Many Lawyer’s Lead Lives of Quiet Desperation
Even in the best of times, attorneys are prone to anxiety, depression and substance abuse. Over the last several years, attorneys have taken the lead among all professionals in these categories and many lead lives of quiet desperation as they struggle to cope with the increasing demands of clients, the need to produce a perfect work product and growing competition in the marketplace.
According to Dr. Deborah Day, Psy.D, Licensed Mental Health Counselor and Certified Family Mediator in Winter Park, Florida, the additional stress forced upon attorneys dealing with the impact of Covid 19 has brought many to the breaking point.
Attorneys in every stage and age of life are contemplating a future filled with unknowns and asking themselves if their firm, their job and their bank accounts will survive. Given that this pandemic has the potential to devastate many small businesses, these are legitimate concerns.
Unfortunately, Dr. Day says, she’s noticed an alarming trend: these concerns are “leaking” into conversations with clients as attorneys allow themselves to speculate about their uncertain future. While she wants attorneys to communicate authentically, she warns this is not an appropriate outlet to process fears. Anxious attorneys should avoid dwelling on their fears when talking with clients.
Instead, Dr. Day suggests, attorneys should acknowledge it’s a difficult time but reassure clients that they remain focused on their work despite the challenging environment. Then they should find someone they can confide in appropriately – be it a colleague or a counselor. This way, attorneys can give voice to their deepest fears without alarming their clients.
The next most important thing they can do, according to Dr. Day, is to put an emphasis on taking good care of themselves. She advocates that attorneys recommit to basic, healthy habits to help cope with this unprecedented time.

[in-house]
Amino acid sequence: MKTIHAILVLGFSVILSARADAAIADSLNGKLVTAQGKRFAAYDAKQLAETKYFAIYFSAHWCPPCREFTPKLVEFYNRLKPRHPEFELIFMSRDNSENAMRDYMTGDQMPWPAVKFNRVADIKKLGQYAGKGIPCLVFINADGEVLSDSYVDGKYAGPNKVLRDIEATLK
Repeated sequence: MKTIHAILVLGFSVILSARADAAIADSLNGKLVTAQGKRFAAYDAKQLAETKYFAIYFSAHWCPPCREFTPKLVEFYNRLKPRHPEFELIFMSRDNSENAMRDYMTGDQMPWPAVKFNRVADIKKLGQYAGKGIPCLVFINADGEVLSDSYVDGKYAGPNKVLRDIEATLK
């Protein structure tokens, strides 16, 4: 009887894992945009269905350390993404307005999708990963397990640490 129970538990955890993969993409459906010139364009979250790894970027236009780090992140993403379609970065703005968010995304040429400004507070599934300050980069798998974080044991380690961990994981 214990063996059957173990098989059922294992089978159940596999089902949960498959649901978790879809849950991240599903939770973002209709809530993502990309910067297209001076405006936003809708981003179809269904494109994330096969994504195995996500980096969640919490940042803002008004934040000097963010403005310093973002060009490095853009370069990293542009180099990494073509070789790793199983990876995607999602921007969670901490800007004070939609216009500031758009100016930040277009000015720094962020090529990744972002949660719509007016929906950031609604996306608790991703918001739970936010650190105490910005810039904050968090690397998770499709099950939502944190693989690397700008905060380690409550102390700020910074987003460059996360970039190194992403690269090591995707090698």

…attorneys should acknowledge it’s a difficult time but reassure clients that they remain focused on their work despite the challenging environment.
Establish and Maintain a Healthy Routine
One fundamental way to create a feeling of calm, according to Dr. Day, is to establish a routine that closely resembles a normal schedule — especially for attorneys who are working from home. Adhering to a routine provides needed familiarity and structure for the brain.
While adhering to the familiar in daily routines is good, sticking to normally high expectations is not. She advises that attorneys shift their expectations of how productive they (and their teams) can be. While some personalities find working from home allows them to be ultra-productive, others (working parents, especially) feel distracted and unfocused. Plan accordingly.
She also emphasizes that every healthy routine must include a good night’s sleep, while acknowledging that eight to nine hours of sleep is a struggle for many, even under normal circumstances. She believes working parents who work late into the evening because they are parenting all day, must give themselves permission to sleep in if their schedule allows.
…every healthy routine must include a good night’s sleep
Eat Healthy Snacks and Meals
When working at home, it is tempting to eat mindlessly. The refrigerator and the food in it represent comfort and can be a temporary stress reducer that can lead to carb crashes and unhealthy weight gain. She believes it’s critical to resist this tendency by keeping healthy food on hand for snacks and meals.
…keep healthy food on hand for snacks and meals.
Stressing the importance of movement, she says attorneys must find ways to incorporate physical activity into their daily routine that they find enjoyable and that get them breathing deeply, such as jogging, virtual workouts, aerobics, or yoga. Recognizing the importance of exercise as a coping strategy, one law firm holds conference call meetings and requires each team member to walk while they talk. This initiative helps to keep the team engaged and actively moving.
“Another important way to counter anxiety is to express gratitude,” says Dr. Day. “Thank your team at every opportunity. Reach out and call your clients to see that they are okay.” To do this, anxious attorneys will have to put aside the worst-case scenarios they’re worried about and see what’s working well right now. And perhaps that’s where the silver lining of the crisis will show up. They’re going to see the team member who’s really stepping up, the innovative ways they’ve been able to conduct intake meetings and the creative new ways they’ve learned to communicate with clients.
Ultimately, she believes, lawyers who can process their fears with an appropriate person, stick to healthy habits while working virtually and challenge themselves to express gratitude will be the ones who survive this crisis with their mental and physical health intact.
Another important way to counter anxiety is to express gratitude.